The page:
WRITTEN BY REALTY TIMES STAFF
You may notice it in the bathroom, above the shower, or on your windows alongside the panes of glass. Anywhere moisture can get trapped under paint, peeling paint will result.
Windows and mirrors sweat. Bathrooms and kitchens retain more humidity than other areas of the house. When wood absorbs moisture, it expands and crumbles, allowing the primer and paint on top to lose their grip. Aging paint or improperly prepared paint can easily lose integrity. Even some preventative measures can fail, such as caulking, which can lose its elasticity and allow seepage.
While not all peeling can be avoided, it can be delayed and prevented with proper preparation and maintenance. Make sure the area you want to paint is clean, particularly in kitchens where greasy cooking film can build up on walls. Also, prepare properly with scraping, sanding, and priming with a good interior primer.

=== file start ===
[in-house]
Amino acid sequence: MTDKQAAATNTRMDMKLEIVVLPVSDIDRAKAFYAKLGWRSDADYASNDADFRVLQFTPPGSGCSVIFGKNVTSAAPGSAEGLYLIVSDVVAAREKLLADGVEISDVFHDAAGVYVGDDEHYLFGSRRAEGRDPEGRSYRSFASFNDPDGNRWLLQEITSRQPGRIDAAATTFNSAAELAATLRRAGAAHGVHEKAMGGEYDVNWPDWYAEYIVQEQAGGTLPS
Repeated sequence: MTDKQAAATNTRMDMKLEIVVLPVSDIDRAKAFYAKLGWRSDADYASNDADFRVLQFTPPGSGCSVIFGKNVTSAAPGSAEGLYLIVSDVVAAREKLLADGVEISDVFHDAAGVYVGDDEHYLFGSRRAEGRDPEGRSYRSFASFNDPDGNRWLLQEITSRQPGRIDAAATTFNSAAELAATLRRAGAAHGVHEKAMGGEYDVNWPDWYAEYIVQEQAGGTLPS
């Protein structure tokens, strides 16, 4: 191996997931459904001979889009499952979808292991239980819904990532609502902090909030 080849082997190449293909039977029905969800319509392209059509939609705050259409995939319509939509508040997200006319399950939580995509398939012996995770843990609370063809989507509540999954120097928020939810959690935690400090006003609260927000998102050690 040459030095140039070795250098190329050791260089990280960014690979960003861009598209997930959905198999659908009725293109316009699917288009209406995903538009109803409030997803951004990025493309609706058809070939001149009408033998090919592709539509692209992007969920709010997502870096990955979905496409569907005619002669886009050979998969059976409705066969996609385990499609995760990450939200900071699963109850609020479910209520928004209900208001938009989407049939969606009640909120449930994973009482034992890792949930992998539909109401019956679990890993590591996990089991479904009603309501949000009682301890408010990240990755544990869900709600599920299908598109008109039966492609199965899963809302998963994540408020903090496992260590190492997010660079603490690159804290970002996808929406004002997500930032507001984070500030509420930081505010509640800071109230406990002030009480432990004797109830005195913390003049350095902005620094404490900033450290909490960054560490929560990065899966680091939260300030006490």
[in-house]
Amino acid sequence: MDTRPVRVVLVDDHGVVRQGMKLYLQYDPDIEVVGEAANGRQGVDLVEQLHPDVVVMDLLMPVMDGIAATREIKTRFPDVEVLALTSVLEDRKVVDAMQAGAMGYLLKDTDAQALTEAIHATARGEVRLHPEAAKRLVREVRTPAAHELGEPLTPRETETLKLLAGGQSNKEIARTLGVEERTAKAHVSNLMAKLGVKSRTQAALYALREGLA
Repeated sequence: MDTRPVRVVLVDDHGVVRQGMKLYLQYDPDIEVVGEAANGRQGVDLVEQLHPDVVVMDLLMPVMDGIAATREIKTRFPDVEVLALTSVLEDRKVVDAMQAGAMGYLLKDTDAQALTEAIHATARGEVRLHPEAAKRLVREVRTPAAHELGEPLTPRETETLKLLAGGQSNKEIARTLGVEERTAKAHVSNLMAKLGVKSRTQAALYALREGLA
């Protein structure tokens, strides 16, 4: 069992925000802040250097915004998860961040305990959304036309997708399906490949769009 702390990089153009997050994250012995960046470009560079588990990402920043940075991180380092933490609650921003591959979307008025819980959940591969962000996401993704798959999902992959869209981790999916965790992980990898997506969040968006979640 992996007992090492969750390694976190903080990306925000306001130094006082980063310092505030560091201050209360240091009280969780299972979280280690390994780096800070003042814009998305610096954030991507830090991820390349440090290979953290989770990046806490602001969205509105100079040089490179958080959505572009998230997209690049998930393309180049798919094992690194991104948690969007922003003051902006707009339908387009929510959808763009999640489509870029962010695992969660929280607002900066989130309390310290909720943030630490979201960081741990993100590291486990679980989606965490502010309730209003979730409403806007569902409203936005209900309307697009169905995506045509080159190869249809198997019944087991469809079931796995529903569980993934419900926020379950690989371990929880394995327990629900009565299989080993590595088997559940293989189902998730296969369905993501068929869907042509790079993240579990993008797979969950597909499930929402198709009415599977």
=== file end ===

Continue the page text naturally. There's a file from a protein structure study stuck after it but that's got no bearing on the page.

Start with a high quality paint that is designed to last. If you are painting on bare wood, be sure to use a primer. Paint two coats for depth, rich color values, and coverage.
If you find peeling paint, look for the reason. Uncaulked windows, poor ventilation, roof leaks, and foundation issues all contribute moisture which loosens paint. Make sure you’re using the correct type of paint to cover old paint. For example, many oil-based paints have been replaced by latex paints that may require a coat of primer.
Make repairs to your home to prevent peeling paint. All bathrooms should have an exhaust fan in the ceiling to help dispel moisture accumulation. Make sure that all windows are caulked between the frame and the glass. Caulk quarter round between the floor and bottom edge and again between the upper edge and the wall so that moisture from cleaning products doesn’t gravitate behind walls.
If you’re planning to paint a room or two yourself, ask your professional paint salesperson for advice on the best products to use for every room in your home.